Professor Nancy Hill has been named Charles Bigelow Professor of Education at the Harvard Graduate School of Education. Hill is the fourth professor to be named to the endowed chair since its inception in 1960.
“When it comes to understanding how parents and children experience education together and what their needs are, Nancy has established herself as a leader, both here at HGSE and in the field as a whole,” said Dean James Ryan. “I am delighted to recognize Nancy’s tremendous impact with this important distinction. Her work has led us, and will continue to lead us, to a better understanding of how we can provide the best possible education for students from a wide variety of backgrounds and circumstances.”
Hill, a developmental psychologist who received her Ph.D. from Michigan State University and postdoctoral training in prevention and intervention science from Arizona State University, has been part of the HGSE faculty for 10 years. Her research identifies the unique and interactive ways in which race, ethnicity, and socioeconomic status influence parenting beliefs, practices, and child outcomes. In particular, she has worked to better understand the family-school relationship — how families create their own education agenda, how they socialize educational goals, how they advocate for their youth, and how they teach teens to also advocate for themselves.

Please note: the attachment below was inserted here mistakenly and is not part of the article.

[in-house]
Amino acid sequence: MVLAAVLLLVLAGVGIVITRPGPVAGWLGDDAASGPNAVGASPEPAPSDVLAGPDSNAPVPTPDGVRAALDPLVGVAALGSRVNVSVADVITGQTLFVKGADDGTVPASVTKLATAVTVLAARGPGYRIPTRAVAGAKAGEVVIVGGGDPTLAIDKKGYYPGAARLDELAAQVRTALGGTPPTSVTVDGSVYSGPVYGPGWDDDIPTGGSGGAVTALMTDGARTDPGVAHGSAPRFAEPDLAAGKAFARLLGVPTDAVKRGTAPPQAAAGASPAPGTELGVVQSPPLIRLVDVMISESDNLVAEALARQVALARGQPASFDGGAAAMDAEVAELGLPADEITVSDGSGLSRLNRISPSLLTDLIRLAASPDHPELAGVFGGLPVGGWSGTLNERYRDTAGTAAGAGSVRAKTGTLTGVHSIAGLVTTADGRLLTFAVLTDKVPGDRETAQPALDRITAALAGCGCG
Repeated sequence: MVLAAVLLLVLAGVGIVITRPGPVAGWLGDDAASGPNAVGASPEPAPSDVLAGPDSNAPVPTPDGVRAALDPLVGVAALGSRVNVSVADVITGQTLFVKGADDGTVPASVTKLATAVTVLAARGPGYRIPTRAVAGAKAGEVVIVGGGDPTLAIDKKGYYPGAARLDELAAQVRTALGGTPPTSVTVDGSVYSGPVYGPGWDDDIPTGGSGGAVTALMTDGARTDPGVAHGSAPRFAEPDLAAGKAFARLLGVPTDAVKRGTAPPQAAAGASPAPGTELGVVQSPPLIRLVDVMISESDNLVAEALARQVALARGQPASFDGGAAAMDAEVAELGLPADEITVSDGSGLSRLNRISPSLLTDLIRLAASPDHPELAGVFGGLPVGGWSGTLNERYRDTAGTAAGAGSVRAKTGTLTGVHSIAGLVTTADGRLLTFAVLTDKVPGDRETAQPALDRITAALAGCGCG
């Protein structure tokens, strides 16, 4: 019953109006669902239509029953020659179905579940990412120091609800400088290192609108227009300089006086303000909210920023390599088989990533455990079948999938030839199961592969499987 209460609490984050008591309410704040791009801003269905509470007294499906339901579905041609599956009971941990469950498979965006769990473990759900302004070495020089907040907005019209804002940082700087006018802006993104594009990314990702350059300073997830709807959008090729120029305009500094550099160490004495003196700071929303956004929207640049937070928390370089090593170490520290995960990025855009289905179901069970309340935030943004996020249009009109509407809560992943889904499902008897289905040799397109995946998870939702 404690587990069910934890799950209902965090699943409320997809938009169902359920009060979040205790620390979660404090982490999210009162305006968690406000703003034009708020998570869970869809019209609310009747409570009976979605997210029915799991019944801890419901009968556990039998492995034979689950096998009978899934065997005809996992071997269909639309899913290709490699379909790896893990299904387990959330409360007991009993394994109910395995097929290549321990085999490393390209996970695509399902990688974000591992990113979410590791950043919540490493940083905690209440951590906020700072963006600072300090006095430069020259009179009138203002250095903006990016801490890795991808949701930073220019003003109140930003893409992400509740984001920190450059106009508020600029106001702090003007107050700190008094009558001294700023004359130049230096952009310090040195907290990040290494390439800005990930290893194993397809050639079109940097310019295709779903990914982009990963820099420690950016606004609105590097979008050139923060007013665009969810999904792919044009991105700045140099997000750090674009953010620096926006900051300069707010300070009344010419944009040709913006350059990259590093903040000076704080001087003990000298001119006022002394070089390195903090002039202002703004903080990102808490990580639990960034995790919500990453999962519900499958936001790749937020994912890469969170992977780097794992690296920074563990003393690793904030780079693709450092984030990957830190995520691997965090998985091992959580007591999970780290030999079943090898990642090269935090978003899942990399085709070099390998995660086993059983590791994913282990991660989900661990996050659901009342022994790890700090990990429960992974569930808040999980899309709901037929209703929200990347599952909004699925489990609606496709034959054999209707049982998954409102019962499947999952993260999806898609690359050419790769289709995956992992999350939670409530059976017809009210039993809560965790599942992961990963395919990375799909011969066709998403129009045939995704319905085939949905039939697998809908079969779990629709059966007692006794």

"It is an incredible honor to have been selected for this endowed professorship," said Hill. "It is an affirmation of my commitment to education, to training doctoral and master's students, to my teaching and research here at the Ed School, and to my focus on the ways students, adolescents, and their families think about their futures and develop their goals."
Charles Bigelow was a Harvard alum, having received his S.B. in 1865, and worked as a wool manufacturer in Boston for 41 years until his retirement. Upon his death in 1927, his will established the Charles Bigelow Fund, reading in part, “In making this gift it is my desire to promote so far as is my power a better knowledge of the education, using the word education in its broadest sense to include influence as well as methods of training, which will best tend to improve the human race.”
In her new role, Hill will further pursue her work on the ways ethnicity and socioeconomic status shape parenting and their engagement with school on behalf of their children, including a research project on the familial and school-based relational supports that help youth envision meaningful futures, manage their concerns about job market, and plan for post high school success. In addition, she will continue her work in understanding parents' experiences in navigating school choice policies.
"You often hear the phrase, 'Education starts at home,' used mostly for young children and students, but I think that idea carries all the way through a student's academic career," Hill said. "I look forward to building on how families and their students work together to navigate school contexts, and educational opportunities — from the transition to high school and even into their early careers."